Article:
In parallel, we determined whether parasite phagocytosis was associated with cell activation as observed in murine DC (13). Upregulation of CD83, CD80 and CD40 after 18 h in response to L. major infection was strongest by mDC, followed by imDC and myDC (Fig. 2a). However, these effects did not reach statistical significance. Prior studies using imDC either demonstrated that L. major infection led to upregulation of costimulatory and MHC class II molecules (4), or had no effect on DC maturation (6). These differences may be explained by variations in the Leishmania spp. and cells used.

Figure 2.

L. major infection of human DC subsets leads to cell activation and release of bioactive IL-12. Human DC subsets were generated as described in Fig. 1. Cells were plated at 2 × 105/ml and infected with L. major parasites (a: 3:1, b: 10:1 parasites/cell). (a) Surface marker expression was determined after 18 h using flow cytometry and antibodies against CD40, CD80 and CD83. The percentage change of baseline expression of untreated cells was calculated. (b) Infection rates and release of IL-12p40 and p70 into 18- h supernatants was determined by ELISA (R&D Systems, Wiesbaden, Germany). (a,b) Data are expressed as mean ± SEM (n ≥ 3). Statistical differences are designated as *P ≤ 0.05 and ***P ≤ 0.002. n.d. = not determined.

Finally, we detected comparably high IL-12p40/p70 release by L. major-infected imDC, mDC and myDC (parasite/cell ratio 10:1), but not MΦ, LC (Fig. 2b) and pDC (data not shown). Production of IL-4, IL-6, IL-10 or TNF-α in response to L. major infection was not found. Our data are in line with previous observations, which indicated that imDC produced IL-12p70 when infected with L. major in conjunction with CD40L, but not when infected with viscerotropic strains as L. donovani or L. tropica (4,5). Recently, Jayakumar et al. demonstrated that L. major-infected DC results in the early activation of NF-kappaB transcription factors and the upregulation and nuclear translocation of interferon regulatory factor 1 (IRF-1) and IRF-8 ultimately leading to IL-12 transcription (16). In contrast, in our hands, IL-12 release was not dependent on CD40 stimulation in agreement with recent studies showing that resistance to murine infection is independent of CD40 (17). However, similar to CD40L, additional TLR ligation may synergize for IL-12 induction from DC. Infection of primary human myDC, pDC or LC has not been studied previously.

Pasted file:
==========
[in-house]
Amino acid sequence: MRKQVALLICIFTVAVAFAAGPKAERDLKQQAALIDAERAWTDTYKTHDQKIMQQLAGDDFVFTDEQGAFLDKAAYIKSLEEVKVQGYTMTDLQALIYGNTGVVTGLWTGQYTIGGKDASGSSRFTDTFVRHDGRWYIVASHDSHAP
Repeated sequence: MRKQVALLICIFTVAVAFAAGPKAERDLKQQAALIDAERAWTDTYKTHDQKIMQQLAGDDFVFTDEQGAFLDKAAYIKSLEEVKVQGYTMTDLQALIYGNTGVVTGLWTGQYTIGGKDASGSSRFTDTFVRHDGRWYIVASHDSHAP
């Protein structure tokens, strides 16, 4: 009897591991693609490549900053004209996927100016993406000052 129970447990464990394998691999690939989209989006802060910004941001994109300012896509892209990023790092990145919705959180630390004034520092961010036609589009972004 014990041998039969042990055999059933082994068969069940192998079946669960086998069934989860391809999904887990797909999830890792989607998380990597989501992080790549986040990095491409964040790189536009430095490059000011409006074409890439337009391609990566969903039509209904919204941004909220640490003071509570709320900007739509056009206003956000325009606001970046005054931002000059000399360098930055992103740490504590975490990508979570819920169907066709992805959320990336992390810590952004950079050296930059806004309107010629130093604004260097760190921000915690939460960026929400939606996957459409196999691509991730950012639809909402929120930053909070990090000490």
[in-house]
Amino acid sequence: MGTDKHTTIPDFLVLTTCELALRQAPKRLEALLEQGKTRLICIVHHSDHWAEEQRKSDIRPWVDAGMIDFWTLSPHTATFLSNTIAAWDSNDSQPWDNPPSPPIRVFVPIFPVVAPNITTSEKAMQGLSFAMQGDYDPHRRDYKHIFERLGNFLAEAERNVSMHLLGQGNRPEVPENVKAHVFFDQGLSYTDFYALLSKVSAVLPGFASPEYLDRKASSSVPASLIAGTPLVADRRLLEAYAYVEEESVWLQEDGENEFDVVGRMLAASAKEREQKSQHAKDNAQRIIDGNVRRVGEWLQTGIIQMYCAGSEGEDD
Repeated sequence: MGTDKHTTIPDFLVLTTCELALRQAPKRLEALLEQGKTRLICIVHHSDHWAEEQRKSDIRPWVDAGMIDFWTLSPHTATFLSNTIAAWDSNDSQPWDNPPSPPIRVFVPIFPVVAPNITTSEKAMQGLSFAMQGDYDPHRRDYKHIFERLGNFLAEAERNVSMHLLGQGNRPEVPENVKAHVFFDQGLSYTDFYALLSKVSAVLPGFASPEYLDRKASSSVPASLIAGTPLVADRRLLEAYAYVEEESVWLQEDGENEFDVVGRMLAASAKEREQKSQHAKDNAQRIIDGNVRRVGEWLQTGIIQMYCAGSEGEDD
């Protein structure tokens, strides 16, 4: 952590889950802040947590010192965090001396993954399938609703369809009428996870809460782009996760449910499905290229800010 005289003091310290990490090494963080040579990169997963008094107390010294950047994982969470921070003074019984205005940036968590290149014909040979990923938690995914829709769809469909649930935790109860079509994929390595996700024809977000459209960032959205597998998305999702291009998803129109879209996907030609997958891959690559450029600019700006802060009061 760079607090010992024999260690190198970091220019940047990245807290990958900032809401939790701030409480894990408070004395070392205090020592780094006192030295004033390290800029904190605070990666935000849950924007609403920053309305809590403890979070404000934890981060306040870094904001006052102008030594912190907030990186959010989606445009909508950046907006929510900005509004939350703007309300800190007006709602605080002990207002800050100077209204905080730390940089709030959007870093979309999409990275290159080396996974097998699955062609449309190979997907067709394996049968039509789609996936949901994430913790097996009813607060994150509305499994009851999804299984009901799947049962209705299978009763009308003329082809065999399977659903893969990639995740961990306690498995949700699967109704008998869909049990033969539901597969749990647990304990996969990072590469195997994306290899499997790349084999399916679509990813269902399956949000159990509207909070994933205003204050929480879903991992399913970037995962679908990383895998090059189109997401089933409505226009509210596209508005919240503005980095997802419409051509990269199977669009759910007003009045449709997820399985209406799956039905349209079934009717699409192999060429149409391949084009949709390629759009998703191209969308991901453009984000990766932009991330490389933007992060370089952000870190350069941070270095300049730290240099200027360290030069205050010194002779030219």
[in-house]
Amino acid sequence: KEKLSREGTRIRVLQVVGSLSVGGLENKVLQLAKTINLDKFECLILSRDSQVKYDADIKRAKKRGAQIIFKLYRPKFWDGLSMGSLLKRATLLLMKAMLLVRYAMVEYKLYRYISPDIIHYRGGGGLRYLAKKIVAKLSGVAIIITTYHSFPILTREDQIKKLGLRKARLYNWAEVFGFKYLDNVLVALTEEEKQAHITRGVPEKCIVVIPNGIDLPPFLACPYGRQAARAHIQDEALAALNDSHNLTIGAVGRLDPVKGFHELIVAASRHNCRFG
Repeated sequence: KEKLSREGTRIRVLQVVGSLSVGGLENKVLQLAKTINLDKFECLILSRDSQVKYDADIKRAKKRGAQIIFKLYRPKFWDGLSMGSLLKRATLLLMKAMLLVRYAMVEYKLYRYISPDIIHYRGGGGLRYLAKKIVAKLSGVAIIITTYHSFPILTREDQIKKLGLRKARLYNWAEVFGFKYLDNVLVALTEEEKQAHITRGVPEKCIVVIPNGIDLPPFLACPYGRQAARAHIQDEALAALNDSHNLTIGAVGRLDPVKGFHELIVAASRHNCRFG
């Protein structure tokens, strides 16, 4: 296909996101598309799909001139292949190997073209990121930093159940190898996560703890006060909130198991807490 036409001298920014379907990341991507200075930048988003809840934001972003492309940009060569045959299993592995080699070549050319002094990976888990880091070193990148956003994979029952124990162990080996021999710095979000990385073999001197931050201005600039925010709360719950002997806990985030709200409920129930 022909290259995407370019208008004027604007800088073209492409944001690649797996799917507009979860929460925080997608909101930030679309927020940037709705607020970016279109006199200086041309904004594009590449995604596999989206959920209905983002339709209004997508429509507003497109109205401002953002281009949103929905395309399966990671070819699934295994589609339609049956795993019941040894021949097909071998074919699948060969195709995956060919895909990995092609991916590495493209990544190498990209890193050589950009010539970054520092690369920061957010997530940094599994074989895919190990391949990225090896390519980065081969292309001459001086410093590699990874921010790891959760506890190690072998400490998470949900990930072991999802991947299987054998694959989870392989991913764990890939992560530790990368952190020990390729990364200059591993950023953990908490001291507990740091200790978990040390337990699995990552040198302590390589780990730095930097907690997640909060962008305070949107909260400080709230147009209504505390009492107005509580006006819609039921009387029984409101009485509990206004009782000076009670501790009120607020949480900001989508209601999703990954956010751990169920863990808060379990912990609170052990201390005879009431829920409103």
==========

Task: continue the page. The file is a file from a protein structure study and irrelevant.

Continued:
Conclusions

The question which DC subtype is most relevant for future human studies remains still open. Several features of human MΦ/DC subsets in their interaction with L. major were comparable to those of murine cells: MΦ phagocytosis of parasites was rapid with amastigote internalization being finalized within 6 h and promastigote incorporation being slower; after 18 h, comparable numbers of promastigotes and amastigotes were ingested. In addition, MΦ did not respond to infection with release of IL-12 or changes in their activation markers (data not shown). In parallel, imDC behaved similar except for IL-12 release and surface marker upregulation in response to infection, which may be attributable to their close relationship with MΦ and their relatively instable phenotype as they revert to monocyte-like cells upon cytokine withdrawal. Whereas pDC and LC appear not to contribute to protective immunity in both mice and humans, the difference between imDC and mDC was primarily in the degree of parasite internalization. mDC and primary myDC behaved very similar to murine skin DC in that they preferentially ingested amastigotes, became activated and released IL-12p70. Thus, for future studies in humans, these two latter cell types are of particular interest, especially in the light of recent findings in experimental leishmaniasis indicating that dermal DC (phenotypically resembling mDC and myDC), rather than LC, which might act as negative immune regulators, are critical for the induction of protective immunity (18–20).

In summary, in contrast to prior studies indicating that human DC do not contribute to primary immunity against L. major (4–6), our results show that certain primary human DC subsets phagocytose the parasite and release IL-12. Thus, depending on the type of DC that interacts with L. major in vivo, human DC may contribute to the induction of Th1-dependent protective immunity against this important human pathogen. Targeting the ‘right’ DC subtype in vivo will be of critical importance for the development and effectiveness of future vaccines.

Acknowledgements

We thank Prof. W. Wiest (Department of Gynecology, St. Vincenz and Elisabeth Hospital, Katholisches Klinikum Mainz, Germany) and his team for providing excess skin. This work was supported by grants from the Deutsche Forschungsgemeinschaft (SFB 490, GK1043, and Ste 833/6-1 to EvS)